The ink trough 3, of a known structure, is a low-capacity receptacle, with a sloping bottom, open on one side so as to be able to bear against cylinder 4. It is supported by a part 5 pivotable about a shaft 6 and its operating position may be adjusted by means of screw 7. It is then locked in the desired position by means of locking screw 8.
The viscosity of the ink used for cigarettes is such that, during operation of the machine, its surface 9 assumes, in the ink trough, a convex form.
The device for supplying ink trough 3, which forms the subject matter of the present invention, consists of a pneumatically controlled membrane pump 10 specially designed with respect to the physical characteristics of the ink used as well as the small quantities to be transmitted.
As can be seen in FIG. 2, membrane 11 of pump 10 is clamped by means of screws 12 (FIG. 3) between two casings 13 and 14, which provide respectively the ink circuit and the pneumatic control circuit. Membrane 11 is made from rubber providing a perfect seal.
Casing 13 comprises an input bore 15 screw-tapped so as to be able to receive the threaded neck of tube 2, as well as an output bore 16 to which there is fitted, by means of a connection 17 (FIG. 1), a flexible pipe 18 shown partially in this Figure, connecting pump 10 to the ink trough 3 apertured at 19 for this purpose.
Inside casing 13 there is fixed a plate 20 which forms the seat for two valves disposed in perpendicular directions, suction valve 21 and delivery valve 22. These valves 21, 22, able to close off the orifices 23, 24 provided in plate 20 corresponding respectively to the ink input and output bores 15, 16, are fixed to plate 20, respectively by screws 25, 26.
Preferably, the membranes of valves 21, 22 made from very flexible spring steel will have a bilobate form (FIG. 3).
Furthermore, there will be advantageously provided in plate 20, behind each of valves 21, 22, cavities bearing the respective reference FIGS. 27, 28 forming outlets for the ink which remains between plate 20 and said valves, during operation of the pump. Thus, the valves will be able to lie flat against part 20, thus ensuring correct performance of pump 10.
Plate 20 defines, with the walls of casing 13 and membrane 11, a chamber 29 which, when pump 10 is primed, will be constantly filled with ink.
On membrane 11 there is applied the back-plate 30 of the control piston which will be described further on. According to a preferred embodiment, this back-plate 30 carries protuberances 31 (for example three disposed at 120 it and valve 21. Protuberances 31 serve as a bearing means on plate 20 for freeing more rapidly back-plate 30 and therefore valve 21 during the suction stroke. Valve 21 is then never hindered in its operation.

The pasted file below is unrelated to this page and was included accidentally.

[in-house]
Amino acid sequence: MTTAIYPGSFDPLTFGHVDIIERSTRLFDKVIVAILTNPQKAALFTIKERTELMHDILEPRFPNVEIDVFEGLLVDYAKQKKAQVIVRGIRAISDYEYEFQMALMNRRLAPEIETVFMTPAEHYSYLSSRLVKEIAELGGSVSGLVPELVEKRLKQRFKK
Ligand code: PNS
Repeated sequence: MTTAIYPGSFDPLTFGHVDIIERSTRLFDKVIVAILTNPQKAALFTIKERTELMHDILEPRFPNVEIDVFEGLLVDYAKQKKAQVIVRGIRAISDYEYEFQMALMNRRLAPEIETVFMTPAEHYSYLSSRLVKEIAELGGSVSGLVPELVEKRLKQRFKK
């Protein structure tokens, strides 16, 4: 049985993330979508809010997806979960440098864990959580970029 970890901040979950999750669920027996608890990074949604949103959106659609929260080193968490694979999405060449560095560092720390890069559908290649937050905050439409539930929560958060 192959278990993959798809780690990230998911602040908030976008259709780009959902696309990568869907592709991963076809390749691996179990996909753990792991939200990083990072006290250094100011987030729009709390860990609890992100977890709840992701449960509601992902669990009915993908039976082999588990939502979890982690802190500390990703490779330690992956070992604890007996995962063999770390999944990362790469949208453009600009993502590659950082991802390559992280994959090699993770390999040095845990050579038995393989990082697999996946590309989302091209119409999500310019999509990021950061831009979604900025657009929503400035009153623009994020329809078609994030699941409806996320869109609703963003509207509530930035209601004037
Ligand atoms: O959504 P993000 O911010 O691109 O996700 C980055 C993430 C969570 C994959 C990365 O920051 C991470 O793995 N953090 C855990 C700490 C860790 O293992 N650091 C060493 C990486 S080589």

Casing 14 comprises a bore 32 to which is fitted, by means of a connection 33, tube 34 for the intake of compressed air coming from the pneumatic distributor.
Inside casing 14 there is housed a piston 35 which is applied against membrane 11 and made integral therewith by securing with screws to back-plate 30. Rod 36 of piston 35 extends outside casing 14, where it is protected by a cap 37 screwed onto casing 14 with an annular seal 38 placed therebetween.
In chamber 39 defined by cap 37, there is disposed a return spring 40 around the piston rod 36, this spring 40 bearing at one end against the wall of casing 14 limiting chamber 39 and at the other end against the base 41 of an adjusting nut 42.
Since the amount of ink used depends on the number of cigarettes, control of the pump is slaved electrically to the number of cigarettes produced, recorded by a counter, and is then independent of the shutdown times of the machine. This counter actuates a conventional control electromagnetic valve, not shown.
The device of the present invention operates in the following way:
On the delivery stroke, the compressed air arrives through orifice 32 and drives back piston 35 and membrane 11. The pressure of the ink contained in chamber 29 closes valve 21 and opens valve 22. The ink flows through orifice 16. This automatic supply is maintained for a very short period of time (10 seconds for example), the piston travelling in the case of the device shown in the drawings, for a distance of 1 mm and the flow rate of the ink being 1 cm.sup.2 for each pulse.
On the suction stroke, since the control of the piston is stopped, membrane 11 is pushed back under the effect of spring 40. The depression thus formed pushes down valve 22 and frees valve 21; the ink is then sucked into chamber 29 through orifice 15.
An ink should be used having a viscosity such that it is sufficiently soft to pass normally through pump 10 and to spread out suitably in ink trough 3.
The empty ink trough may be filled by hand. After each pulse, it will be necessary to wait for a few seconds to give spring 40 time to urge back membrane 11 and to suck the ink from tube 2.
When the machine operates to produce cigarettes, which is controlled by the rolling cell and by the counting device, a counter triggers off regularly automatic injection of ink into ink trough 3, at adjustable time intervals, depending on the number of cigarettes produced.
In the case of faulty operation, the tube of ink should be checked, changed if necessary and the ink level in the ink trough restored by hand. Faulty operation of the pump 10 may be due to the presence of air in tube 2.
It will of course be understood that the embodiment of the device of the present invention which has been described above with reference to the accompanying drawing has been given by way of indication and is in no wise limiting, and that modifications may be made without departing from the scope and spirit of the present invention. This device, of compact form could furthermore be used for other purposes, for pumping other substances having similar consistency, i.e. pasty. All that would be required would be to make thereto the necessary adaptations which would then be within the scope of a man skilled in the art.